I don't think all people who are married at my age or earlier have found or are type b people.
I think some people are honestly lucky and privileged to have found someone they hopelessly love.
All I'm saying is that I believe women who are my age and unmarried are so by choice: they are any number of type b men out there, we could all  be married.
I am not just looking to be married, I'm looking to actually be happily married and for that I can stand to wait even longer.

Saturday, May 4, 2013

What it's like to be visibly tattooed

"You're too pretty for tattoos!" My uncle, who I had not seen in three years, pulled up the sleeve of my jacket to get a better look at the tattoos on my arms.
My aunt nodded in agreement.

"You don't seem like the kind of person who gets tattoos." I hear that all the time. "What kind of person is that?" I ask, because I'm genuinely curious. & usually they respond with some sort of variation of, "I don't know." But I imagine they do know & are trying to be polite.

"What are you going to do when you have court?" My peers, law students, ask me that all the time.
"I can't imagine being in court without a blazer...or at least long sleeves."

For a long time, I exclusively got tattoos in places no one could see if I were fully clothed. Getting a tattoo on my arms was a decision that kind of happened organically. I got to a place where I didn't care anymore about the kind of things someone might infer about me because of them.

"I just think it's really unprofessional," is one I hear a lot.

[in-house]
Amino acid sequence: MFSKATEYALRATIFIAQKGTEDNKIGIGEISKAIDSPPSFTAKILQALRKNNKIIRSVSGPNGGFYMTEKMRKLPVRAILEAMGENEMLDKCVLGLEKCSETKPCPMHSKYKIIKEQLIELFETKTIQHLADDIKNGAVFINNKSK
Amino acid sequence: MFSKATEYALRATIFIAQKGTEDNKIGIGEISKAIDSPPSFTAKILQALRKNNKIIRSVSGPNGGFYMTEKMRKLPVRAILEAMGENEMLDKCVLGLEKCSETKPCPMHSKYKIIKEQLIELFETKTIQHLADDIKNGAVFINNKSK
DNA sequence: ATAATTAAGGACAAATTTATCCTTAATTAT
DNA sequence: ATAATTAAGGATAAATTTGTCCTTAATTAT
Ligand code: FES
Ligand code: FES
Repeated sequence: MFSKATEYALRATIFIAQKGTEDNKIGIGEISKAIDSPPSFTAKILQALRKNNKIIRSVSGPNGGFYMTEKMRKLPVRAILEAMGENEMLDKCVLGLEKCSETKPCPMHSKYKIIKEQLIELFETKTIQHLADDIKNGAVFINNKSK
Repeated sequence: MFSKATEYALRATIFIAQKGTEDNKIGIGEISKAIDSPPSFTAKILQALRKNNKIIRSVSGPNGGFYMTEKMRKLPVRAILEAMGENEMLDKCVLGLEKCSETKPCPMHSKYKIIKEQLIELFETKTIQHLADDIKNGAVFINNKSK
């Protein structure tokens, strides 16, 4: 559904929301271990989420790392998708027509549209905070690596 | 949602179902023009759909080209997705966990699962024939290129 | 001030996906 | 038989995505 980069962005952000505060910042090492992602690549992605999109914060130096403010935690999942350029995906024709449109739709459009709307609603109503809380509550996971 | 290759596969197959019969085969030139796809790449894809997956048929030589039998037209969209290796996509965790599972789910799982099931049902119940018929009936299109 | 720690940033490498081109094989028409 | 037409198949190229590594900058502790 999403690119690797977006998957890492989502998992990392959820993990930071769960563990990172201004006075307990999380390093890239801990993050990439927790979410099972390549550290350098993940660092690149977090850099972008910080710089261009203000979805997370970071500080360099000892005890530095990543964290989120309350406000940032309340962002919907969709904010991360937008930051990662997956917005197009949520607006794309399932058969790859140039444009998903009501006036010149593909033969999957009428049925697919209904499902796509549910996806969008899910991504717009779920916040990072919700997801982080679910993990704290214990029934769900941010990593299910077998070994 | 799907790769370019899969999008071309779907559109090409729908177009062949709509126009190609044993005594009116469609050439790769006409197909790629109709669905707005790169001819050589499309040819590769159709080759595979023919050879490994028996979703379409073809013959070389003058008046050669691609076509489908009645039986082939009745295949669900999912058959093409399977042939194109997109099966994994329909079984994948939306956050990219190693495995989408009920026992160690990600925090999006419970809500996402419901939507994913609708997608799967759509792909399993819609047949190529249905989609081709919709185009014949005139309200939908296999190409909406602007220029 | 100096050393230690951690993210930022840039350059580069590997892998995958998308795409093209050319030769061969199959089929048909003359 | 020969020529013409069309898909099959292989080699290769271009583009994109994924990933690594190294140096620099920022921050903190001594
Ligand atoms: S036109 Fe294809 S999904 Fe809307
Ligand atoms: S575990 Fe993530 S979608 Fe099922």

& maybe, all of those people are right.
Maybe there is a kind of person who gets tattooed,
maybe my tattoos are unprofessional.

But, I AM the kind of person who gets tattoos because I want people to know I'm more than a job. I want people to know I'm not afraid to be myself. It's taken me a long time to get to that place. There have been times where I thought I was being true to myself only to realize that I spent too much time censoring myself for others.
I think part of success in your career and relationships is knowing when to censor yourself and I accept that but I don't want to be performing a part. I don't want to play a lawyer.
I want to be one.
One with tattoos.

"People will judge you."
"Aren't you afraid of what employers will think? It's a tough economy."

I accept the fact that I'll be judged.
I accept the fact that there are some people who won't want to hire me based on my tattoos.
But also, I think that by having gotten a large visible tattoo, I've already made a statement to others: I don't want to work for anyone ignorant enough to think they can tell how smart or hard working I am based on my tattoos.

Yet another thing I hate

I hate talking about myself;
which probably sounds like a lie because I have a blog but I'm not bull shitting you.

I LOVE to talk, I love telling stories, I even love re-telling movies I just watched to my best friend over the phone--you can ask her about that, it's happened more than I care to admit--but I hate having to come up with facts about myself.